Leishmania donovani triose phosphate isomerase: a potential vaccine target against visceral leishmaniasis

Kushawaha, Pramod K. ; Gupta, Reema ; Tripathi, Chandra Dev Pati ; Khare, Prashant ; Jaiswal, Anil Kumar ; Sundar, Shyam ; Dube, Anuradha (2012) Leishmania donovani triose phosphate isomerase: a potential vaccine target against visceral leishmaniasis PLoS One, 7 (9). Article ID e45766, 12 pages. ISSN 1932-6203

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Official URL: http://journals.plos.org/plosone/article?id=10.137...

Related URL: http://dx.doi.org/10.1371/journal.pone.0045766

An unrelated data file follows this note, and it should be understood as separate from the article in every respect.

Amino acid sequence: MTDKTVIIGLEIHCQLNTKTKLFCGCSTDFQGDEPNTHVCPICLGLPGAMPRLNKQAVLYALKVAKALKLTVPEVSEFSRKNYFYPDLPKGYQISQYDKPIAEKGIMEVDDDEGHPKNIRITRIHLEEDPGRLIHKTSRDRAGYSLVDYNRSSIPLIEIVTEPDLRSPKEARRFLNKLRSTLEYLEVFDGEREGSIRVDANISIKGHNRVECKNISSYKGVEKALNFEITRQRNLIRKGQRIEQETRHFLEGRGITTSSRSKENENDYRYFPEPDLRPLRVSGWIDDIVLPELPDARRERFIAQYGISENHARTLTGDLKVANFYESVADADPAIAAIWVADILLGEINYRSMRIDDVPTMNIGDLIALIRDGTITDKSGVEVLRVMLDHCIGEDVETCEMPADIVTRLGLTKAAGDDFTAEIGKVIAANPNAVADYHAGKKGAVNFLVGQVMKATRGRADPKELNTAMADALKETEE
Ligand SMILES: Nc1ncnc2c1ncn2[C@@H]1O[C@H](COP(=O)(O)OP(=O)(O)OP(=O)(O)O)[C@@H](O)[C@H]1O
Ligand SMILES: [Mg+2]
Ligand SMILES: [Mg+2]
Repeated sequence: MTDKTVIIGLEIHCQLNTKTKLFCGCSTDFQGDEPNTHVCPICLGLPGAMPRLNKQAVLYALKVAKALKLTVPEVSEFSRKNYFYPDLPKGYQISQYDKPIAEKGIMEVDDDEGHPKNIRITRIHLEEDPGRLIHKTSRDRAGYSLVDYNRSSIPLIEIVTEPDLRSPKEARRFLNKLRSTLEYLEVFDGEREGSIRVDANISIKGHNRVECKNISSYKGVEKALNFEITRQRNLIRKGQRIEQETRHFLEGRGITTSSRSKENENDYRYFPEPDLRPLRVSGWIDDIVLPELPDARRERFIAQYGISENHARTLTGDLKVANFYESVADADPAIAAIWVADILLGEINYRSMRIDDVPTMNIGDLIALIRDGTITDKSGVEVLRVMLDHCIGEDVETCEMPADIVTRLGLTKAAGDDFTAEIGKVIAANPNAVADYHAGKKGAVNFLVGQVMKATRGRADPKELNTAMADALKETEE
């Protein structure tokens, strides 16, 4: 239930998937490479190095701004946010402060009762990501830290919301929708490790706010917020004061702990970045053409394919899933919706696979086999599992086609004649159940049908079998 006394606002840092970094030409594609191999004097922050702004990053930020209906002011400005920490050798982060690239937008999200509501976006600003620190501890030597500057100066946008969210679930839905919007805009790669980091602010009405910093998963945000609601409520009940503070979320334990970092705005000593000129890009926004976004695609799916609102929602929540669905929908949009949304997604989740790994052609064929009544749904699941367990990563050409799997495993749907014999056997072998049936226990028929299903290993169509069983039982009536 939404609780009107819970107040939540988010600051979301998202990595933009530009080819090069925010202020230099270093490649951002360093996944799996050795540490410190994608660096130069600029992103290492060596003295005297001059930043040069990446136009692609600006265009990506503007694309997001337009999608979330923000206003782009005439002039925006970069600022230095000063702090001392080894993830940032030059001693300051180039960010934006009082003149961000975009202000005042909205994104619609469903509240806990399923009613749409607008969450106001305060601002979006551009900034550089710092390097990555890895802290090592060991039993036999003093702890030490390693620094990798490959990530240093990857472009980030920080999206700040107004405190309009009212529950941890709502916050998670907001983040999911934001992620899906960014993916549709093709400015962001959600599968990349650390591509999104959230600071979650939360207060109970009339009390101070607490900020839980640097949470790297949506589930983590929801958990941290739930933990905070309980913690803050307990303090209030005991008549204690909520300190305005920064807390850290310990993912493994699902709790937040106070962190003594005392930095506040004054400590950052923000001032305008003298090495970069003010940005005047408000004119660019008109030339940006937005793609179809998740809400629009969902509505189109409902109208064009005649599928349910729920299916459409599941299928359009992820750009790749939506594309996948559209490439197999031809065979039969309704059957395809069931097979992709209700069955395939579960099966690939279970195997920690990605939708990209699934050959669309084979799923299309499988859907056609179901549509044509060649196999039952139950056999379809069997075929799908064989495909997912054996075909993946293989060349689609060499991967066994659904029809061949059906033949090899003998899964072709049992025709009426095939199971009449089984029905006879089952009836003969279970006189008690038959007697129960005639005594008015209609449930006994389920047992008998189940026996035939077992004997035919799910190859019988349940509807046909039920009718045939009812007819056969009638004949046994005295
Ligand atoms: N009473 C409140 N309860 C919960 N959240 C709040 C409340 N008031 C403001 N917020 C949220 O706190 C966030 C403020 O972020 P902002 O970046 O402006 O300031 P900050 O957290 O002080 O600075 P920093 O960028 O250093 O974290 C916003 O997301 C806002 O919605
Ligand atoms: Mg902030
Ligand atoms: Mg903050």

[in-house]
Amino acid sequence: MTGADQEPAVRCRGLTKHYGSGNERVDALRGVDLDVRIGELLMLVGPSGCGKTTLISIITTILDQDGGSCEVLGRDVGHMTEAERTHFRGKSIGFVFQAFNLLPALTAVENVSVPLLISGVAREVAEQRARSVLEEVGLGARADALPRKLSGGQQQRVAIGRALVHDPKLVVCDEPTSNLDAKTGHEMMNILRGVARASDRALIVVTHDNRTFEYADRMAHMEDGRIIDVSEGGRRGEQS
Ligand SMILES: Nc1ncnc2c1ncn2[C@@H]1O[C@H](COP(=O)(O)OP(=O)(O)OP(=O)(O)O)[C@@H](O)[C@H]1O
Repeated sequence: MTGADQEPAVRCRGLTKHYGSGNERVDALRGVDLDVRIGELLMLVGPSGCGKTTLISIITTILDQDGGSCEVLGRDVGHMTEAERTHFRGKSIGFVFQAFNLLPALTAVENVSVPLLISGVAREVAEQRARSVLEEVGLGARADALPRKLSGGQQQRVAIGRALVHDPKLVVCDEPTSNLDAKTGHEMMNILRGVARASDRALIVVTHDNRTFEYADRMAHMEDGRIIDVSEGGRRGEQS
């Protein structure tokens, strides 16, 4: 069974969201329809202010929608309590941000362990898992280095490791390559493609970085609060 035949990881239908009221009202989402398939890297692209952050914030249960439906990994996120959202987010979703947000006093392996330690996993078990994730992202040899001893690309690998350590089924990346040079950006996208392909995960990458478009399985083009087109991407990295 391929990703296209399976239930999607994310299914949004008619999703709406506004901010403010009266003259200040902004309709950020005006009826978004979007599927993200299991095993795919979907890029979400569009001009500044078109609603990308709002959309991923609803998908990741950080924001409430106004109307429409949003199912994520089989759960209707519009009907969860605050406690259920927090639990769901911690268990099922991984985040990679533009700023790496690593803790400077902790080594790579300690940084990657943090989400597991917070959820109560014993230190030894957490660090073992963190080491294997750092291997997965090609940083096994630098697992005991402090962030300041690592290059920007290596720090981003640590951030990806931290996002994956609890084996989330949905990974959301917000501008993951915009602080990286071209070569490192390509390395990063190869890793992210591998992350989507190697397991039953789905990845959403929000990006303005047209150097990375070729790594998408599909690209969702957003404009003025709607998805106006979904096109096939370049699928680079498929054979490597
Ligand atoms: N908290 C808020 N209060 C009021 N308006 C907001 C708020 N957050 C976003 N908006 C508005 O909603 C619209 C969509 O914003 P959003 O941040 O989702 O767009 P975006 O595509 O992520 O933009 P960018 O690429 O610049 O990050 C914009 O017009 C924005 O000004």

Visceral leishmaniasis (VL) is one of the most important parasitic diseases with approximately 350 million people at risk. Due to the non availability of an ideal drug, development of a safe, effective, and affordable vaccine could be a solution for control and prevention of this disease. In this study, a potential Th1 stimulatory protein- Triose phosphate isomerase (TPI), a glycolytic enzyme, identified through proteomics from a fraction of Leishmania donovani soluble antigen ranging from 89.9–97.1 kDa, was assessed for its potential as a suitable vaccine candidate. The protein- L. donovani TPI (LdTPI) was cloned, expressed and purified which exhibited the homology of 99% with L. infantum TPI. The rLdTPI was further evaluated for its immunogenicity by lymphoproliferative response (LTT), nitric oxide (NO) production and estimation of cytokines in cured Leishmania patients/hamster. It elicited strong LTT response in cured patients as well as NO production in cured hamsters and stimulated remarkable Th1-type cellular responses including IFN-ã and IL-12 with extremely lower level of IL-10 in Leishmania-infected cured/exposed patients PBMCs in vitro. Vaccination with LdTPI-DNA construct protected naive golden hamsters from virulent L. donovani challenge unambiguously (∼90%). The vaccinated hamsters demonstrated a surge in IFN-ã, TNF-á and IL-12 levels but extreme down-regulation of IL-10 and IL-4 along with profound delayed type hypersensitivity and increased levels of Leishmania-specific IgG2 antibody. Thus, the results are suggestive of the protein having the potential of a strong candidate vaccine.

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